10/01/2010 10:56 am ET Updated May 25, 2011

GOP's Quest for an Honest Man -- Or Even One Without a Shady Past

This year's crop of GOP legislative candidates looks like the Colorado's Most Wanted. I would say that this is not a quality crop of people, but that would be an insult to quality. GOP chief Dick Wadhams owes some apologies to the regular rank-and-file Republicans for what could be the worst case of candidate recruiting in history.

Did Wadhams lose his subscription to Lexis-Nexis before he recruited this band of misfits? He has set the bar particularly low this year. He gave us gubernatorial candidate Scott McInnis, who threw an 82-year old and his own moderate voting record under the bus during the plagiarism scandal. Then McInnis flamed out and Wadhams had a screaming match with Tom Tancredo and threw GOP candidate Dan Maes under the bus.

Rep. Frank McNulty of Highlands Ranch, who doesn't like government, but has made a career in government, is the Leader of the GOP Legislative Pack. "The Man Who Would Be Speaker" (McNulty) says these are just "ordinary citizens." Are these really the Best and the Brightest of the GOP?

I bet their mothers are proud:

Rep. David Balmer of Arapahoe County
This guy is part of the leadership. Really? Balmer was accused of physically abusing his wife -- constant and repeated verbal and mental abuse. He disappeared in 1995, claiming to have amnesia after showing up bloodied on a front doorstep. He says he has no memory of any of this bizarre incident.

Janak Joshi of Colorado Springs
State Board of Medical Examiners slapped him for failing to treat a patient and document his treatment. Joshi was forced to permanently surrender his medical license.

Ronald "Clint" Webster of Jefferson County

This candidate was arrested for disturbing the peace twice. He threatened to kill his ex-wife and fired two shots at her in 1991. Those documents are now sealed.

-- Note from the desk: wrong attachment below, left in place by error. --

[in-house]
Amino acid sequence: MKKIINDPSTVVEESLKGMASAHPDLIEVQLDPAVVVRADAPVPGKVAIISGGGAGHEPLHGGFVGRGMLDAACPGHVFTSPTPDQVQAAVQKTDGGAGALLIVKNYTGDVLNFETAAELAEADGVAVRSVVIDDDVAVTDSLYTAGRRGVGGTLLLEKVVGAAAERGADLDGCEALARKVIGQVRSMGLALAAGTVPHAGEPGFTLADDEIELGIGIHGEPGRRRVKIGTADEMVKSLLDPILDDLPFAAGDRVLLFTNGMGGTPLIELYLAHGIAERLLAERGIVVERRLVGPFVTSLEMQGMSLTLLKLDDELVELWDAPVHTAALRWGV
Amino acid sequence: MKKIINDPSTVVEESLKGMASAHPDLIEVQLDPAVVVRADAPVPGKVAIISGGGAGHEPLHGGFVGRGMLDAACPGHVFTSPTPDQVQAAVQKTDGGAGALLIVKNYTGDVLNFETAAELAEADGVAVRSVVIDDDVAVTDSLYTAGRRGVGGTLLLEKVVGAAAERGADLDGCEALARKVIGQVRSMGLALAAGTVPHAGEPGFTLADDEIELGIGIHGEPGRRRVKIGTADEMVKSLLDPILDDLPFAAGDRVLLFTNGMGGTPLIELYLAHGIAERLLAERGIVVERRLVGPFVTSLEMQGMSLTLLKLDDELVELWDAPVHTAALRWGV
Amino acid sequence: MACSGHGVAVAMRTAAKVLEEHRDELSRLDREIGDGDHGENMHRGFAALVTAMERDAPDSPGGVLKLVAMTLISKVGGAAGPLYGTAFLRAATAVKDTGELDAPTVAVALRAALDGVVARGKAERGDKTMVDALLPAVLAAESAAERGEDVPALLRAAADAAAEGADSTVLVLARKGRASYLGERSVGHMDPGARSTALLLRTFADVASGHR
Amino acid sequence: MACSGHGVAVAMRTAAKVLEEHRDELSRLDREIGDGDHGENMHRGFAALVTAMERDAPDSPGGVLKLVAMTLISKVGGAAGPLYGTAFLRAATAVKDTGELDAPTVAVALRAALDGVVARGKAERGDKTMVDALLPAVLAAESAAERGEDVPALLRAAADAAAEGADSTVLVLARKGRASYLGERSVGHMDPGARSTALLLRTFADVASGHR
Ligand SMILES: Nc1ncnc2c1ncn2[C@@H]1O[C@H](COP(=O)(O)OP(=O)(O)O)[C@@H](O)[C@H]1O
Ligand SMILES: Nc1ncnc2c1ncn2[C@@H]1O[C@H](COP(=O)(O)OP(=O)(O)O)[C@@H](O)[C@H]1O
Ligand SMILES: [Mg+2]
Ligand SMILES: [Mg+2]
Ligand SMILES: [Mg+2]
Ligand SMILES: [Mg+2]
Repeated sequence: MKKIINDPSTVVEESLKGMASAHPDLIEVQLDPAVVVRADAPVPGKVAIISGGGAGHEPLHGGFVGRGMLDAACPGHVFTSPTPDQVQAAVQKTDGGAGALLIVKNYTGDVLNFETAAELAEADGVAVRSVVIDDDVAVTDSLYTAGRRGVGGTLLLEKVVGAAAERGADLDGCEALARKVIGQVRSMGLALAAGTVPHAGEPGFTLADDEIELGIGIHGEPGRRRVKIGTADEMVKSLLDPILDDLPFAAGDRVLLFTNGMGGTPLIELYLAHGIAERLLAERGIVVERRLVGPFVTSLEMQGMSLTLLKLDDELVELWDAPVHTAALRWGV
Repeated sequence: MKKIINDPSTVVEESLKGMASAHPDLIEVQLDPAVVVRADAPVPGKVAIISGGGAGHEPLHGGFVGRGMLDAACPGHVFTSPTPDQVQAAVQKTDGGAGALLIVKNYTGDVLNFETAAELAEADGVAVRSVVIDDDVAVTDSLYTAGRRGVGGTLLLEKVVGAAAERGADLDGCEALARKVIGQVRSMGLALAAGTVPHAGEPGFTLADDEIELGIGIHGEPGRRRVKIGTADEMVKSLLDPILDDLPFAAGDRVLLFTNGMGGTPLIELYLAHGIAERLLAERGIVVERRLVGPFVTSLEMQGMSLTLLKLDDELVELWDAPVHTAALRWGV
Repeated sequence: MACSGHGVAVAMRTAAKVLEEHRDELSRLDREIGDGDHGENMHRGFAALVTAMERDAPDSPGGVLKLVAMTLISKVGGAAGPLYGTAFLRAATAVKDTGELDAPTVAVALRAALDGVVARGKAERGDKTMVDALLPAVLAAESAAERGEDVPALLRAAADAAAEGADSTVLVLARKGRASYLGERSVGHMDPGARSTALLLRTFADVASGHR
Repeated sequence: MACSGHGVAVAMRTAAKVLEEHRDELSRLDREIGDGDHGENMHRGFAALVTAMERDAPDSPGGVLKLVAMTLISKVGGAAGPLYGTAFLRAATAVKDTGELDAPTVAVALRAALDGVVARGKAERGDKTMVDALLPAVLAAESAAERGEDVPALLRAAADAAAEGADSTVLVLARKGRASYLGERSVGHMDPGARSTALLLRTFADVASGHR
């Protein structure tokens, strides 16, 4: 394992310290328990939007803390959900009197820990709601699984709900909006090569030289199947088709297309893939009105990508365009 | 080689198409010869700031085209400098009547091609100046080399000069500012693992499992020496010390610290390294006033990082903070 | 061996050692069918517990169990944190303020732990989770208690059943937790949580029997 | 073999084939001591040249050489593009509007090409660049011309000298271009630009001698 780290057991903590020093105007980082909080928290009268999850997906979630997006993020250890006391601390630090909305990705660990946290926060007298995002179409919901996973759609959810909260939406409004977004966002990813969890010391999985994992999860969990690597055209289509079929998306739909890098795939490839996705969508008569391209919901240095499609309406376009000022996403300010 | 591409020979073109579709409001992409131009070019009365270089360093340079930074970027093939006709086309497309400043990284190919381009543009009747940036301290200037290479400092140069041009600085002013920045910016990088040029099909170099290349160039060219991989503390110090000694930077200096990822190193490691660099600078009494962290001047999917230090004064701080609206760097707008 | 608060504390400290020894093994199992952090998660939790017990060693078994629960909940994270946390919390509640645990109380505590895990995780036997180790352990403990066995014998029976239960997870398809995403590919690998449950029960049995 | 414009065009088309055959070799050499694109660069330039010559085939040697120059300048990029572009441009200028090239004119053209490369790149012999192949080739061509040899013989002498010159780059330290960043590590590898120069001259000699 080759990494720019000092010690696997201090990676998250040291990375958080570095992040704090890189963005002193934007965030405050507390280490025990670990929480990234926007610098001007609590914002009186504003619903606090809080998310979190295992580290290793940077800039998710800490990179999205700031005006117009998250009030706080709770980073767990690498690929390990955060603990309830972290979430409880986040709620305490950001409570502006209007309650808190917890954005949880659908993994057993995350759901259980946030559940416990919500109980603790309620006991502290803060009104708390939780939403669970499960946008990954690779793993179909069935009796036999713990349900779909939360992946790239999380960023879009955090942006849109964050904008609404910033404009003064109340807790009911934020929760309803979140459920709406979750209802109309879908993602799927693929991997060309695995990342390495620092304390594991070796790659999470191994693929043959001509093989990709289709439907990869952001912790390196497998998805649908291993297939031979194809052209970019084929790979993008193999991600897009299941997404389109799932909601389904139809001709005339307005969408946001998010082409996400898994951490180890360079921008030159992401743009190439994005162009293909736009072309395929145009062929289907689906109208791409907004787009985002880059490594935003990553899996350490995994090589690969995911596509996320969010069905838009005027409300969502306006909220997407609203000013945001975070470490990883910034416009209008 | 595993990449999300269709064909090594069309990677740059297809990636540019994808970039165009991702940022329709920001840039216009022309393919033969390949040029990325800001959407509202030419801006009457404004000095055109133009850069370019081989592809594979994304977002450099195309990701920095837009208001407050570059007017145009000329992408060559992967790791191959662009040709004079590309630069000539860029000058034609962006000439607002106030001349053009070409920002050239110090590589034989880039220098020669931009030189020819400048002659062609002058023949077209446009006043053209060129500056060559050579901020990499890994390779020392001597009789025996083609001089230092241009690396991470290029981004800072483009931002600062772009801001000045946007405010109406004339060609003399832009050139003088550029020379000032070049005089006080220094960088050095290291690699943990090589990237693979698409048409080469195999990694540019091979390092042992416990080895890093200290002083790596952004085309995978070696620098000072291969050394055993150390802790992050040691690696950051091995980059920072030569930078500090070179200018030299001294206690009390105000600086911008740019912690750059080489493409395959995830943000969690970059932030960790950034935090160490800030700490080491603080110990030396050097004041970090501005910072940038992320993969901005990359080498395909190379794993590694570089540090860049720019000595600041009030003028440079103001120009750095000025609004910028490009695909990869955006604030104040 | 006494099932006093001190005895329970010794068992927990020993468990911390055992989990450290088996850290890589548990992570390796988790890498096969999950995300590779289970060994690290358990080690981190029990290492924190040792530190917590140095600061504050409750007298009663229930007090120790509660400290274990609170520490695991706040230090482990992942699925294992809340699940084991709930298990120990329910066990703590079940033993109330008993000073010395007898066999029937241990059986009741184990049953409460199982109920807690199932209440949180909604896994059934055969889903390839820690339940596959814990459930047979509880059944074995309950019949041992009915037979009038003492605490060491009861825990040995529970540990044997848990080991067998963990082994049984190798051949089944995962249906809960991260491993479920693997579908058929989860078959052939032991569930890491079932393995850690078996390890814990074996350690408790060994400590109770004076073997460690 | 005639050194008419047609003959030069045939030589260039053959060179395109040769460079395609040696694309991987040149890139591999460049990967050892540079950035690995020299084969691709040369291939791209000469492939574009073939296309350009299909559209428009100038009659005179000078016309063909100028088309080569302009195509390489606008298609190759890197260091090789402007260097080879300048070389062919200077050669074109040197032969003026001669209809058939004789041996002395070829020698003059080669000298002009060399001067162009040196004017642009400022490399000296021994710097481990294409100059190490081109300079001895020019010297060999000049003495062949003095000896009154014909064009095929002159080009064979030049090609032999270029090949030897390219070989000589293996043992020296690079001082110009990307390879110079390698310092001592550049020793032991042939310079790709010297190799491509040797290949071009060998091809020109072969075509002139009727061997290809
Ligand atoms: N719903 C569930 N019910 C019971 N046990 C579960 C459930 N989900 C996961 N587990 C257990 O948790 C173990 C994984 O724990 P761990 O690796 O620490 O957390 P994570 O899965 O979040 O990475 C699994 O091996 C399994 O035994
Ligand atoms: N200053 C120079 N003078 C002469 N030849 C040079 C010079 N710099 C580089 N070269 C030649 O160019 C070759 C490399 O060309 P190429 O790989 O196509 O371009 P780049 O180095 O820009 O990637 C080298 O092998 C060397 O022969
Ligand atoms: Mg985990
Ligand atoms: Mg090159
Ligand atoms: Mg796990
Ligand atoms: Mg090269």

Edgar Antillon of Adams County

Arrested in 2004 on two counts of felony impersonation, this candidate pleaded guilty to misdemeanor perjury. Most disturbing about him are the images of him on the internet wearing a wrestling mask brandishing automatic assault weapons.

Tom Janich of Adams County

Janich, a perennial candidate, has a lengthy arrest record that includes assault on two Brighton police officers who were trying to arrest him. The police report says Janich ripped at their uniforms, thrashed violently and threatened to both sue and kill them. He also has DUIs on his arrest record.

J. Paul Brown of La Plata County

Brown ventured into oddball territory at the Club 20 debate when he ranted about the United Nations, guns and civil war. Perhaps it runs in the family. Brown's brothers were arrested in 2005 by federal agents for the theft of a large amount of explosives in New Mexico. Makes you wonder what faux-military world Brown lives in, after he called the federal disaster reserves "Obama's private army."

Gary Marshall of Adams County

Marshall was charged with misdemeanor child abuse in 2002, when he and his wife left their six young children unsupervised and a car hit one child. Marshall attended parenting classes as part of his sentence.

There's more, but you no doubt get the general pattern...

The legislature is a job that pays only $30,000 a year and if you're in the minority, there is very little you can accomplish. But it's a sad day for Colorado's two-party system when this is the best they can scrape up. This was supposed to be the GOP's comeback year.

The Democrats are not perfect, but the highlights of the Dem's criminal records are stealing from a vending machine in college and protesting with nuns. No one committed crimes with weapons, shot at their wife, blacked-out about being arrested in a park, abandoned their children, had children shoot other children on the front lawn, had brothers arrested for smuggling explosives into the country, or threatened to kill a police officer.

Republicans have suffered from a "gender gap" for many years. Democrats tend to be the perennial favorites among female voters, primarily because of their support of the so-called soft issues like education and health care. Perhaps this explains some of that disparity. In their eagerness to do battle over the legislature, the Colorado GOP leadership confused toughness with thuggery.